Plants and People: An Interactive Garden

Tuesday, February 2, 2010

Between drizzle and downpour, a magical thing happened this week in the garden.  Plants and People did indeed connect and interact during the luncheon and tram tour for Alzheimer’s patients and their caregivers.

The program is new to the garden this year, initiated by trustee Lin Lougheed after he witnessed a similar program at the Museum of Modern Art in New York. During a boxed lunch in the Visitors Center, everyone worried about the rain, and a slide show stood at the ready. But just at the moment when the 25 visitors and 11 volunteers were to board the tram, the rain stopped.

Volunteer extraordinaire Bob Petzinger prepared a special talk, and walked beside the tram much of the way, as it traveled slowly through the garden.

Bob and several other volunteers and staff began training last summer with professionals from the Southeast Florida Chapter of the Alzheimer’s Association, learning both about the disease and how to communicate with patients (“Be direct, maintain eye contact, and talk more slowly,” Bob explained.)

Then, Jay Jones, an early Alzheimer’s patient, and his wife, Laura, rode with Bob on his regular tour, suggesting ways to craft the program by eliminating references to dates and numbers and streamlining the information.

“We’re trying to give caregivers a pleasant day and achieve some interaction with patients,’’ Bob said.

This week’s program was dedicated to the late Sophie Miller, whose family attended. Irma Braman, Sophie’s daughter, and Debi Weschler, her granddaughter, were aboard the tram with Lin Lougheed and Aaron Fleischman, who has generously endowed the program. Congresswoman Ileana Ross Lehtinen and her sister Nancy brought their mother, Amanda Ross; Fran Plummer brought her husband Bill; Rachel Menton, activities director, brought seven patients and their caregivers from the Seymour Gelber Adult Day Care Center, and many others were aboard.

Yayoi Kusama’s polka-dotted pumpkins were a hit, as were the cycads, which were seeding. An alligator caused all sorts of commotion, oohs and aahs, as it neared the lake's shoreline. As the tram proceeded, patients clearly became engaged in the garden’s sights.  A woman named Marianne, who was seated behind me, tucked an orange piece of cycad cone in her purse, delighted with the brilliant color and feel. When stopped at the steel sculpture by Mark di Suvero called She, Bob asked if anyone could guess why the enormous piece with moveable parts was given that name. Looking at staffers and volunteers swaying gently on the swing, someone called out “Because they’re swingers!”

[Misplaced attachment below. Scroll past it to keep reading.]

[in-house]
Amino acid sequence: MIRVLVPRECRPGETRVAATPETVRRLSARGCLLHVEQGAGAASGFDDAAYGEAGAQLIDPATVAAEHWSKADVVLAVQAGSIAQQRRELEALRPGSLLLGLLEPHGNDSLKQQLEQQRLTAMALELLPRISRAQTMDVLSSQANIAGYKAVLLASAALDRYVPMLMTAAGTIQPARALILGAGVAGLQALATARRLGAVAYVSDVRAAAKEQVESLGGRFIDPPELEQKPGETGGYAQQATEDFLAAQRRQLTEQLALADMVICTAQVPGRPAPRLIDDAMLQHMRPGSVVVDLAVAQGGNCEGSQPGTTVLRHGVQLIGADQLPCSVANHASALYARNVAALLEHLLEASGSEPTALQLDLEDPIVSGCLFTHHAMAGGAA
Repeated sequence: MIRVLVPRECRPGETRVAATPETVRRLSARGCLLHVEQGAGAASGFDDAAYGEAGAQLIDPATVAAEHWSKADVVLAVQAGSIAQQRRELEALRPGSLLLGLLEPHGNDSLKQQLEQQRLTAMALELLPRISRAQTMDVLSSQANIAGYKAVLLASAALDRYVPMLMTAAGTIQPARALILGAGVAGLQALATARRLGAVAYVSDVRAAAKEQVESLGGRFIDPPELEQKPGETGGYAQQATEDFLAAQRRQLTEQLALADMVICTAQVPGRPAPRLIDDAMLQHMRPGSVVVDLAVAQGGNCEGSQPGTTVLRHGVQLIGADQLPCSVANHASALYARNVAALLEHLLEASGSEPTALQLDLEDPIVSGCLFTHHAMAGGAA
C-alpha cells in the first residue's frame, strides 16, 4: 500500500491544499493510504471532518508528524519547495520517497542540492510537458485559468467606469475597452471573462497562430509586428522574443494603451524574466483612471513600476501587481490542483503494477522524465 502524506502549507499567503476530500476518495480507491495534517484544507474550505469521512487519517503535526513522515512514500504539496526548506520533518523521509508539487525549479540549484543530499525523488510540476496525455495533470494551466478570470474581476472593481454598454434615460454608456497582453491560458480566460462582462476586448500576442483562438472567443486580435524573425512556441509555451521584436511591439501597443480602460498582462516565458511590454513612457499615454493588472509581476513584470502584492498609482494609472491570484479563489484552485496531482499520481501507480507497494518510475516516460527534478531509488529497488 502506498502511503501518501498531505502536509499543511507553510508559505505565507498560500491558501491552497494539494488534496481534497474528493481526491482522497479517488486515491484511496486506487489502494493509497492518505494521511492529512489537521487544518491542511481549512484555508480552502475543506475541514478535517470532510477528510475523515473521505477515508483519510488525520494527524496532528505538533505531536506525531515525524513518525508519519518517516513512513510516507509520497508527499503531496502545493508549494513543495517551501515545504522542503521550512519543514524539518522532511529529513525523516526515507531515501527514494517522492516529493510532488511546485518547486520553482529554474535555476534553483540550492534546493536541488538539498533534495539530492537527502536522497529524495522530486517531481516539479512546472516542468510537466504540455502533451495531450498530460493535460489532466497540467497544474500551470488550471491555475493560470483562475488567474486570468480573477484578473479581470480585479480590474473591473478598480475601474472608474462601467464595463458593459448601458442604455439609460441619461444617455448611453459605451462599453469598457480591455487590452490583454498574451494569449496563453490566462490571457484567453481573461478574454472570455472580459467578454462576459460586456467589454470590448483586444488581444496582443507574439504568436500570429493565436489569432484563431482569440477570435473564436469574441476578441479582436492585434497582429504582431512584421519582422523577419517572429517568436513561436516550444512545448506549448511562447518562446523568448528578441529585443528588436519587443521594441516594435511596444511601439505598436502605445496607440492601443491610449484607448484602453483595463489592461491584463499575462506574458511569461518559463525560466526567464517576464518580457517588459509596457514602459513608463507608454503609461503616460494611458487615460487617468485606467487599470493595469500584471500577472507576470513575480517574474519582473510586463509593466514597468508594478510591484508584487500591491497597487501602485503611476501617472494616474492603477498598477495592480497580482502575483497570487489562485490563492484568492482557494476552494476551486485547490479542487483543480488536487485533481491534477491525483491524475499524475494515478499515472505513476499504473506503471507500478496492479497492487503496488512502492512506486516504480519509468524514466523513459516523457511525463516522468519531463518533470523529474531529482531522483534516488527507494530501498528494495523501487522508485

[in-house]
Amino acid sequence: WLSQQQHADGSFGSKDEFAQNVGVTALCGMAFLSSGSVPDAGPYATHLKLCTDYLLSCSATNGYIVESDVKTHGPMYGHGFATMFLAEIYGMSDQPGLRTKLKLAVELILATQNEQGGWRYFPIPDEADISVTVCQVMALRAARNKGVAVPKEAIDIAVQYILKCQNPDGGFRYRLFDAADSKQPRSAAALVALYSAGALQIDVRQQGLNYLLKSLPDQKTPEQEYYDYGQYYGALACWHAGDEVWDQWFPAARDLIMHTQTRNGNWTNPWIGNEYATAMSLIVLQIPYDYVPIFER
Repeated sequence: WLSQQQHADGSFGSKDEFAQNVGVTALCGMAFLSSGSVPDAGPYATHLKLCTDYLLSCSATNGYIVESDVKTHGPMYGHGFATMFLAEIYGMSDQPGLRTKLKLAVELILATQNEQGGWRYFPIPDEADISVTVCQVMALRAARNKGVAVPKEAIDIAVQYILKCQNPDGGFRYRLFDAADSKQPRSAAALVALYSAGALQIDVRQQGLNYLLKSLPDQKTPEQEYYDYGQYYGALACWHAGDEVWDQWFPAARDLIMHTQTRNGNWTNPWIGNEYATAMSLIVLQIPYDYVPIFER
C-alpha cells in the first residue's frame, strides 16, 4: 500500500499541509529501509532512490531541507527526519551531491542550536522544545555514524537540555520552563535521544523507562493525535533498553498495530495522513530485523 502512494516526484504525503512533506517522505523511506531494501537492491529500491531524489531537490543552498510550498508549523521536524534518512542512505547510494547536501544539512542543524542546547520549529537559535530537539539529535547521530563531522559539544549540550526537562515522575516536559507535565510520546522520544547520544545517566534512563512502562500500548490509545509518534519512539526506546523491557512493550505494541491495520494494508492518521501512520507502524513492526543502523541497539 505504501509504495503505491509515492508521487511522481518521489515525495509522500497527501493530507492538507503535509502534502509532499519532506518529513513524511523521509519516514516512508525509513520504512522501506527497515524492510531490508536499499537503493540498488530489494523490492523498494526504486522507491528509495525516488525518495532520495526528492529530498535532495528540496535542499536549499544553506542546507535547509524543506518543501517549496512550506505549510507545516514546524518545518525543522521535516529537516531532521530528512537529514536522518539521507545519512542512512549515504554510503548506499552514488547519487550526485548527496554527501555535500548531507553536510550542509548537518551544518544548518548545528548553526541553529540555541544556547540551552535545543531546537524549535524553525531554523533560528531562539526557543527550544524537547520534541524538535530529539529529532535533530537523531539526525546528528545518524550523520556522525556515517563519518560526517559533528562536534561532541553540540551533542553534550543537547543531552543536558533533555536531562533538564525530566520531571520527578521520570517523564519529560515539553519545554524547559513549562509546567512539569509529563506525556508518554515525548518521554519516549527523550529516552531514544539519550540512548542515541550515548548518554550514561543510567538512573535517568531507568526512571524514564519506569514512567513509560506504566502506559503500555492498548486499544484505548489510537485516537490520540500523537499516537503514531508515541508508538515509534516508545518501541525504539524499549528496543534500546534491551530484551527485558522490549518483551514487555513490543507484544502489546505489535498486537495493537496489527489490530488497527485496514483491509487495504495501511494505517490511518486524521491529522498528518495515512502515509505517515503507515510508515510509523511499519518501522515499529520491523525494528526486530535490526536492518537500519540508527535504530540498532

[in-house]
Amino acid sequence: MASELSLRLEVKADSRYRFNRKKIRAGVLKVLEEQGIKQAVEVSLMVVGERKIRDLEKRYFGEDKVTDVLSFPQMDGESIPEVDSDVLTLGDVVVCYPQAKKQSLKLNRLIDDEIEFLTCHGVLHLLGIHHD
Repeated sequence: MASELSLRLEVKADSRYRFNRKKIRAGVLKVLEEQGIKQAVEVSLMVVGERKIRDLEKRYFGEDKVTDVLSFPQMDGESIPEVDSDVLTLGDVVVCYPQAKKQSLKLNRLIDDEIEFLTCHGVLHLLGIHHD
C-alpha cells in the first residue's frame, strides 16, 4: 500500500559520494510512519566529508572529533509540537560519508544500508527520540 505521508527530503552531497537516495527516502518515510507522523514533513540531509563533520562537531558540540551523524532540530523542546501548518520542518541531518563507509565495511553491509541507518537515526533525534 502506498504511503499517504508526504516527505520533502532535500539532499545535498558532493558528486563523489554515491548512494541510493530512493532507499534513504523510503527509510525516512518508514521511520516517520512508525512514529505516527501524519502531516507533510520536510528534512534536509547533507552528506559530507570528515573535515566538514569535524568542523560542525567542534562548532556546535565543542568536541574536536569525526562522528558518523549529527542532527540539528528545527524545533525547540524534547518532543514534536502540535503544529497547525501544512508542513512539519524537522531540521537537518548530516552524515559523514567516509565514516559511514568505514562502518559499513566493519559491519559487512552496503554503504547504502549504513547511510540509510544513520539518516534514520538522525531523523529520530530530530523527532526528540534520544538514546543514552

Through the lowlands, past the gingerbread palms from Egypt and the Loch Ness monster, the 70-seat tram traveled. At the carnuba wax palm, Bob explained how the wax taken from the palm’s leaves was used, and how Brazil controlled the distribution. “So now we know, and next week we’ll forget it,’’ Marianne said with a big smile, acknowledging the irony of her disease.

Miniature Phalaenopsis orchids were given to each person at the tour’s end.

Perhaps the person to best sum up the experience was Rachel Menton, who brought so many from the adult day care center.

“The garden is so peaceful for them,’’ she said, explaining why bringing her patients and their care givers was important. “They won’t remember being here all the time, but they will remember the tranquility.”

Seven tours had been planned for this program, but an eighth already has been added by special request. For more information, click on “Plants and People” in the garden’s Events menu: